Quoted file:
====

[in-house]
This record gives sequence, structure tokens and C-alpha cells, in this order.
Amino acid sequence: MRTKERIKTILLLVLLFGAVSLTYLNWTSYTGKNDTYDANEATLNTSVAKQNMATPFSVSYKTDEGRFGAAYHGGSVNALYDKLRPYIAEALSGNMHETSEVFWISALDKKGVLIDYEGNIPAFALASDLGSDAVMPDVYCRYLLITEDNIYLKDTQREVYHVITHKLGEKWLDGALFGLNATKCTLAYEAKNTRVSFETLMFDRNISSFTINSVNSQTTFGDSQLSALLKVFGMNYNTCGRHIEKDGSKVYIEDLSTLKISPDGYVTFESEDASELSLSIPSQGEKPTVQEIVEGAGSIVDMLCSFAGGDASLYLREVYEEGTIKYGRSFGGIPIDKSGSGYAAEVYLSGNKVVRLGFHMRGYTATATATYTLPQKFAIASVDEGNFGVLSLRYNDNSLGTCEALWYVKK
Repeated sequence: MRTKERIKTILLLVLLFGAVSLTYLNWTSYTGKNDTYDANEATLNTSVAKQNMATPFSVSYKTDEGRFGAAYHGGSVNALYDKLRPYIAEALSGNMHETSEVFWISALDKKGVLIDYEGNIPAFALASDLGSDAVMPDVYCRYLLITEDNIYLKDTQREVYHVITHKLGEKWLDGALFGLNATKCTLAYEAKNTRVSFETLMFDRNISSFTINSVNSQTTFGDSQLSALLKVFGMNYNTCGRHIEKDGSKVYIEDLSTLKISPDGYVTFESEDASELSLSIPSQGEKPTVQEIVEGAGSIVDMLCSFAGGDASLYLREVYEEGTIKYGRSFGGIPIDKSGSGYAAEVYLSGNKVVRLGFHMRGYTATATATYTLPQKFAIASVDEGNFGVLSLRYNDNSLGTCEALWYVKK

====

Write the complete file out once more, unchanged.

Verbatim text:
[in-house]
This record gives sequence, structure tokens and C-alpha cells, in this order.
Amino acid sequence: MRTKERIKTILLLVLLFGAVSLTYLNWTSYTGKNDTYDANEATLNTSVAKQNMATPFSVSYKTDEGRFGAAYHGGSVNALYDKLRPYIAEALSGNMHETSEVFWISALDKKGVLIDYEGNIPAFALASDLGSDAVMPDVYCRYLLITEDNIYLKDTQREVYHVITHKLGEKWLDGALFGLNATKCTLAYEAKNTRVSFETLMFDRNISSFTINSVNSQTTFGDSQLSALLKVFGMNYNTCGRHIEKDGSKVYIEDLSTLKISPDGYVTFESEDASELSLSIPSQGEKPTVQEIVEGAGSIVDMLCSFAGGDASLYLREVYEEGTIKYGRSFGGIPIDKSGSGYAAEVYLSGNKVVRLGFHMRGYTATATATYTLPQKFAIASVDEGNFGVLSLRYNDNSLGTCEALWYVKK
Repeated sequence: MRTKERIKTILLLVLLFGAVSLTYLNWTSYTGKNDTYDANEATLNTSVAKQNMATPFSVSYKTDEGRFGAAYHGGSVNALYDKLRPYIAEALSGNMHETSEVFWISALDKKGVLIDYEGNIPAFALASDLGSDAVMPDVYCRYLLITEDNIYLKDTQREVYHVITHKLGEKWLDGALFGLNATKCTLAYEAKNTRVSFETLMFDRNISSFTINSVNSQTTFGDSQLSALLKVFGMNYNTCGRHIEKDGSKVYIEDLSTLKISPDGYVTFESEDASELSLSIPSQGEKPTVQEIVEGAGSIVDMLCSFAGGDASLYLREVYEEGTIKYGRSFGGIPIDKSGSGYAAEVYLSGNKVVRLGFHMRGYTATATATYTLPQKFAIASVDEGNFGVLSLRYNDNSLGTCEALWYVKK